Target Iran: A War of Choice or Necessity?

Obama’s Failed Foreign Policy Has Everyone Spinning

There’s a mountain of activity, editorials, blog posts, opinion pieces & think tank rhetoric exploding outward this week regarding Iran. With Obama’s signature foreign policy of engagement crashing & burning, and no direction in sight the spinners are out in force at every level.

American envoys, like Admiral Mullen, Kerry, even VP Biden are & have been shuttling to Israel to hold off any Israeli strike. Sec. Clinton jetted off to Latin America, doing whatever it is she does to unsuccessfully rally for sanctions. On the media front, articles galore delegitimizing strikes as a possible solution..

None of it is on the level

If it were, there would be a credible strategy put forth to counter the military option. But as we’ve seen, the refined fuel blockade combined with IRGC sanctions are nowhere to be found, if anything deadlines which passed months ago are only pointing to sanctions many more months away. Those sanctions are neither a given nor are the odds very good either.

Clearly, the Obama administration is stalling for time, waiting for the Iranian nuclear bomb to become a reality because the President like so many before me have claimed, is rather weak. He was weak on tough engagement, weak on supporting regime change in Iran, and now he’s weak on stopping the Iranian nuclear drive. If he weren’t, the multiple US House & Senate resolutions for fuel sanctions now sitting in drawers nearly a year would have been long ago realities, instead they are blocked by the Administration at every turn..

There are basically three courses open to the Obama administration with respect to Iran. It can do the Full Leverett (drop all pretense of hostility toward Iran and engage them on all issues in the hopes of a grand bargain); it can pursue the course it’s on now, a slow roll of diplomacy towards possible sanctions and international condemnation of Iran that probably won’t alter their nuclear progress; or it can start a war with Iran, which may or may not fully stop their nuclear program but would open the door to a host of consequences, most of them negative.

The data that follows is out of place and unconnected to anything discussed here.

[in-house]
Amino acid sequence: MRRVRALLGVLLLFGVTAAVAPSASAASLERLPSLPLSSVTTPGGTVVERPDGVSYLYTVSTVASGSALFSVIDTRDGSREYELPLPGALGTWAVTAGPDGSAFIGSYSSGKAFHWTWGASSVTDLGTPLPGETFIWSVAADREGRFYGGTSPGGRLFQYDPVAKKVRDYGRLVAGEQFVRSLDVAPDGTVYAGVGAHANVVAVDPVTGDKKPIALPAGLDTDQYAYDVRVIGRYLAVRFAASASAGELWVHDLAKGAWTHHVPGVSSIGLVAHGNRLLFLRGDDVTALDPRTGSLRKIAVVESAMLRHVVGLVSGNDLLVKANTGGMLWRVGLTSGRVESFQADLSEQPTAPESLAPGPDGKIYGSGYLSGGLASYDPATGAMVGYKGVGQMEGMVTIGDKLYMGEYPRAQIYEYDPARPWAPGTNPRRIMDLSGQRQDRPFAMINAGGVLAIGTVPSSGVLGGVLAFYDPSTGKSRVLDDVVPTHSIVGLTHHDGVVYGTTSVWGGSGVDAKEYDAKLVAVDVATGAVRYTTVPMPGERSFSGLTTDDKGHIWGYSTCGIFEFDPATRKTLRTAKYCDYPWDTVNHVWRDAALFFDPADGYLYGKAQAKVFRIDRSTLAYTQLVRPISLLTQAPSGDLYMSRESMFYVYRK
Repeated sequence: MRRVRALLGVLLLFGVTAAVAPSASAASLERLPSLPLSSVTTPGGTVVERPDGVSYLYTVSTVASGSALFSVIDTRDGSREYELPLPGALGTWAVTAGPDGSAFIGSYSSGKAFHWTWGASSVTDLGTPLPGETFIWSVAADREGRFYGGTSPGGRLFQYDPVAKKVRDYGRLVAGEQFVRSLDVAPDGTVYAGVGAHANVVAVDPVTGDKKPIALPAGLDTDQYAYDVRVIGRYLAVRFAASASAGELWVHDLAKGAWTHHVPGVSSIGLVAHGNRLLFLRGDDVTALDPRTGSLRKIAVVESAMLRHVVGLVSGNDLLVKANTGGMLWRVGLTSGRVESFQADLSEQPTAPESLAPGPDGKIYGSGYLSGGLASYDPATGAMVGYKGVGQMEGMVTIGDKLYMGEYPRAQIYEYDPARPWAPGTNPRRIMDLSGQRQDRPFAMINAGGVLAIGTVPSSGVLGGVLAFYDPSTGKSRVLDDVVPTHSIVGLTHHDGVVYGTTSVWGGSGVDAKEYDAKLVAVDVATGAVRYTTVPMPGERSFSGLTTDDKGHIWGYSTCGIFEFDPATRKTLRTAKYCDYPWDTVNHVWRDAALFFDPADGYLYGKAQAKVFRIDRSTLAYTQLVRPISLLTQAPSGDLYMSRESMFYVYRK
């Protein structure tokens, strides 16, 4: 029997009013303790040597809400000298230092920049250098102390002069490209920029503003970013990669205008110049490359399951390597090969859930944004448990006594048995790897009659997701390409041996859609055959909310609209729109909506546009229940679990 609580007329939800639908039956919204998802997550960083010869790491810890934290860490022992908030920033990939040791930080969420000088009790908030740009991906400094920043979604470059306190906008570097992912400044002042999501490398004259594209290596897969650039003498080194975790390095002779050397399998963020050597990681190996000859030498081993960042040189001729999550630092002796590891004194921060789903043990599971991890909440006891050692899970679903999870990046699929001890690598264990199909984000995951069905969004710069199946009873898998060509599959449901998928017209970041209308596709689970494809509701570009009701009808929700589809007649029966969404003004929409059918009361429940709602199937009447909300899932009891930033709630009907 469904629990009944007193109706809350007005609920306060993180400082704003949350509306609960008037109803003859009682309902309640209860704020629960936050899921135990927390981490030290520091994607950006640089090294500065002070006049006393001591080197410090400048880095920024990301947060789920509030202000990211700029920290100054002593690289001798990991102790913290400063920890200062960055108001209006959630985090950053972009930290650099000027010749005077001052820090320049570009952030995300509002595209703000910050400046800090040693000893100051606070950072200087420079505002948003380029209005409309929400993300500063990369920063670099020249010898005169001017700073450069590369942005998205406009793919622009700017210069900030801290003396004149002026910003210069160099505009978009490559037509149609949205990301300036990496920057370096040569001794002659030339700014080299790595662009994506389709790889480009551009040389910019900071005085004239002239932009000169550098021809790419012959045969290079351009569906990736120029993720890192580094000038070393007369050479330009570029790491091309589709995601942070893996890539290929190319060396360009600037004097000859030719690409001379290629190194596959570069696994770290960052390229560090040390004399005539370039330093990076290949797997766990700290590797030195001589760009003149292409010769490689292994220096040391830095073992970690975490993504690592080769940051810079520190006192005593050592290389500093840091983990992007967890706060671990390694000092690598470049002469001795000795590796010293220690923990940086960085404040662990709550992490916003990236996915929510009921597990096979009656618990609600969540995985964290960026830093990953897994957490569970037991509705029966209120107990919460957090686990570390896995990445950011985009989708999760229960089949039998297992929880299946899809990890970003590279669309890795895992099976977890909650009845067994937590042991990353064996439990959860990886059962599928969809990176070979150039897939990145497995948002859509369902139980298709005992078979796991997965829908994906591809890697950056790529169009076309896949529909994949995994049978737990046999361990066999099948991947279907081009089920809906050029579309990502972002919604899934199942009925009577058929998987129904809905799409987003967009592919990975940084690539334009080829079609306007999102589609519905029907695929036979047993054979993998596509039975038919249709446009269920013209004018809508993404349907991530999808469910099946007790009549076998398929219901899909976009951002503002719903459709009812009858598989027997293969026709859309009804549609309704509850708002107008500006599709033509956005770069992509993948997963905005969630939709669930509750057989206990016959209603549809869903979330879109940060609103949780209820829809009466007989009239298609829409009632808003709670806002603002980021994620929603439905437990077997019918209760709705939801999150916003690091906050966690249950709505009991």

In contrast to their neoconservative critics, the Obama administration, including senior figures in the military, apparently sees the “hard realities of the world” as mitigating against starting a third war in the Greater Middle East – even if it means conceding some nuclear weapons capability to Iran. Of course, the administration can’t publicly acknowledge this, and so they have pursued the diplomatic and sanctions track, to demonstrate that they are least trying to address the problem.

“Hard Realities of the World”

That above is ‘realism school of thought’ euphemism for weakling, its testament to the overblown Iranian rhetoric. In reality Iran is the weak link, a regime forced to beat its own peoples to remain in power who’s unending glorious pronouncements of strength do little to buttress the fact that the only outlet they have is terror. So far so good, they seem to have terrorized the Obama administration into submission. Unfortunately for him, the American public is a different story..